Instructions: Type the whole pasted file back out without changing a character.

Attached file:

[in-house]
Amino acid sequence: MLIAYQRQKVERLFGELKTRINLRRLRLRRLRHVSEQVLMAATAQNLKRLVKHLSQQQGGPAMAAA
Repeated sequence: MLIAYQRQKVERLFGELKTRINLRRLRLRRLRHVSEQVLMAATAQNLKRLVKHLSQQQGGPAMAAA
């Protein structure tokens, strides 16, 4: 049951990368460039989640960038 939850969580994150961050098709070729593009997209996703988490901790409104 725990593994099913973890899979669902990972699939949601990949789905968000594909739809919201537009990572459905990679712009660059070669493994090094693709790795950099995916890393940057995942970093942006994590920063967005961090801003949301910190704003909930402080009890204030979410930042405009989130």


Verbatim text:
[in-house]
Amino acid sequence: MLIAYQRQKVERLFGELKTRINLRRLRLRRLRHVSEQVLMAATAQNLKRLVKHLSQQQGGPAMAAA
Repeated sequence: MLIAYQRQKVERLFGELKTRINLRRLRLRRLRHVSEQVLMAATAQNLKRLVKHLSQQQGGPAMAAA
């Protein structure tokens, strides 16, 4: 049951990368460039989640960038 939850969580994150961050098709070729593009997209996703988490901790409104 725990593994099913973890899979669902990972699939949601990949789905968000594909739809919201537009990572459905990679712009660059070669493994090094693709790795950099995916890393940057995942970093942006994590920063967005961090801003949301910190704003909930402080009890204030979410930042405009989130």